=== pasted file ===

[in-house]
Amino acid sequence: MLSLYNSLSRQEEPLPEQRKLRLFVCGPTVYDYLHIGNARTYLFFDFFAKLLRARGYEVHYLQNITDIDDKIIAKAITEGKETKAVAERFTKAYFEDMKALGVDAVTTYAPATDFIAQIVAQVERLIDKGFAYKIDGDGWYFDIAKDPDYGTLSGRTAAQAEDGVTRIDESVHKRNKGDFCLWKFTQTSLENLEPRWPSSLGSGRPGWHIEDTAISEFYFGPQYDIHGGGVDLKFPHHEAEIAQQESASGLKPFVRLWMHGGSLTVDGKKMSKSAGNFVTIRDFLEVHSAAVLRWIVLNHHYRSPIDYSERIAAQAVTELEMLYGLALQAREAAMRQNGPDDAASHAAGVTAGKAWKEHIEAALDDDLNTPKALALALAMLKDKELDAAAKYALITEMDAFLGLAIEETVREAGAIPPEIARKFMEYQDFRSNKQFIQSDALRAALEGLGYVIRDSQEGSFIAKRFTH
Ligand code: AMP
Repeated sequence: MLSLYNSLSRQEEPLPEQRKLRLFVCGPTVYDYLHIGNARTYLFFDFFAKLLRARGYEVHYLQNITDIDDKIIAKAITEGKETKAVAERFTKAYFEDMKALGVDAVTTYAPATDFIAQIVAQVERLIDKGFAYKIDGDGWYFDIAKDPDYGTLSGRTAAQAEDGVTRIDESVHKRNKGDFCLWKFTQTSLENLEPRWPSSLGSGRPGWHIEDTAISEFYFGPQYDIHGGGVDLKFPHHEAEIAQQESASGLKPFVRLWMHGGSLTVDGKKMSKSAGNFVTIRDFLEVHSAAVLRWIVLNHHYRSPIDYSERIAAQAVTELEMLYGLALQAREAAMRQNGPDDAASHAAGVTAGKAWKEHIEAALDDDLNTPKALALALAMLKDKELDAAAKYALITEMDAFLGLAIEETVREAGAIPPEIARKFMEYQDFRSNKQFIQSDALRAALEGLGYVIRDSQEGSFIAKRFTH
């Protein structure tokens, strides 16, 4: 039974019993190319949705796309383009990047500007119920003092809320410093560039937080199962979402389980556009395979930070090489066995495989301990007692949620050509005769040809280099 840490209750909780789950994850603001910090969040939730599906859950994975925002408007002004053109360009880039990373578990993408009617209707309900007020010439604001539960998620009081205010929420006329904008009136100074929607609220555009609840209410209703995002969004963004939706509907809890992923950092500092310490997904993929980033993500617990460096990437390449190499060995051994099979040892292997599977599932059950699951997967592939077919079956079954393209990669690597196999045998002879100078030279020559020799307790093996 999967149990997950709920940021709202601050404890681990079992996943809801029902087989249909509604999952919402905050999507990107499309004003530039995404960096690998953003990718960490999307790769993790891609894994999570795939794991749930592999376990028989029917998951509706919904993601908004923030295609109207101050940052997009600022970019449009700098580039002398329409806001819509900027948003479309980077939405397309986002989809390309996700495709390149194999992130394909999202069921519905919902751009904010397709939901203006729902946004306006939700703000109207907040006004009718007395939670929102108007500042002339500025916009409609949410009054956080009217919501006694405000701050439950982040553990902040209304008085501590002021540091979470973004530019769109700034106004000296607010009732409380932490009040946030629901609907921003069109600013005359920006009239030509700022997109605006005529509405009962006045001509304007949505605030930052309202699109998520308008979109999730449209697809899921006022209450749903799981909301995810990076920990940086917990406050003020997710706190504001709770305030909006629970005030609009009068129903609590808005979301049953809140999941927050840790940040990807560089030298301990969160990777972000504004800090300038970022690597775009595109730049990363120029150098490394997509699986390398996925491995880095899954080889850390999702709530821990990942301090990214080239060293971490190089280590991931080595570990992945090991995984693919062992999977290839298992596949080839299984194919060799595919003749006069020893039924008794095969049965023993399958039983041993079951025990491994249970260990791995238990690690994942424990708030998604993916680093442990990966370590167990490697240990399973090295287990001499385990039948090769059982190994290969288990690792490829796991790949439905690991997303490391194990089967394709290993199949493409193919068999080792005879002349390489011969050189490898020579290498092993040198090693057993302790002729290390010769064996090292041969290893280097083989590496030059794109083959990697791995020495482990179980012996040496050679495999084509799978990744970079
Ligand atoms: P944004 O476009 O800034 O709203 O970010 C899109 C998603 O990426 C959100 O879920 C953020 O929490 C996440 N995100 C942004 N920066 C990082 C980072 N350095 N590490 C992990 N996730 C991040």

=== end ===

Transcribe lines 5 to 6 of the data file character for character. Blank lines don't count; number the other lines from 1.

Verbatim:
């Protein structure tokens, strides 16, 4: 039974019993190319949705796309383009990047500007119920003092809320410093560039937080199962979402389980556009395979930070090489066995495989301990007692949620050509005769040809280099 840490209750909780789950994850603001910090969040939730599906859950994975925002408007002004053109360009880039990373578990993408009617209707309900007020010439604001539960998620009081205010929420006329904008009136100074929607609220555009609840209410209703995002969004963004939706509907809890992923950092500092310490997904993929980033993500617990460096990437390449190499060995051994099979040892292997599977599932059950699951997967592939077919079956079954393209990669690597196999045998002879100078030279020559020799307790093996 999967149990997950709920940021709202601050404890681990079992996943809801029902087989249909509604999952919402905050999507990107499309004003530039995404960096690998953003990718960490999307790769993790891609894994999570795939794991749930592999376990028989029917998951509706919904993601908004923030295609109207101050940052997009600022970019449009700098580039002398329409806001819509900027948003479309980077939405397309986002989809390309996700495709390149194999992130394909999202069921519905919902751009904010397709939901203006729902946004306006939700703000109207907040006004009718007395939670929102108007500042002339500025916009409609949410009054956080009217919501006694405000701050439950982040553990902040209304008085501590002021540091979470973004530019769109700034106004000296607010009732409380932490009040946030629901609907921003069109600013005359920006009239030509700022997109605006005529509405009962006045001509304007949505605030930052309202699109998520308008979109999730449209697809899921006022209450749903799981909301995810990076920990940086917990406050003020997710706190504001709770305030909006629970005030609009009068129903609590808005979301049953809140999941927050840790940040990807560089030298301990969160990777972000504004800090300038970022690597775009595109730049990363120029150098490394997509699986390398996925491995880095899954080889850390999702709530821990990942301090990214080239060293971490190089280590991931080595570990992945090991995984693919062992999977290839298992596949080839299984194919060799595919003749006069020893039924008794095969049965023993399958039983041993079951025990491994249970260990791995238990690690994942424990708030998604993916680093442990990966370590167990490697240990399973090295287990001499385990039948090769059982190994290969288990690792490829796991790949439905690991997303490391194990089967394709290993199949493409193919068999080792005879002349390489011969050189490898020579290498092993040198090693057993302790002729290390010769064996090292041969290893280097083989590496030059794109083959990697791995020495482990179980012996040496050679495999084509799978990744970079
Ligand atoms: P944004 O476009 O800034 O709203 O970010 C899109 C998603 O990426 C959100 O879920 C953020 O929490 C996440 N995100 C942004 N920066 C990082 C980072 N350095 N590490 C992990 N996730 C991040």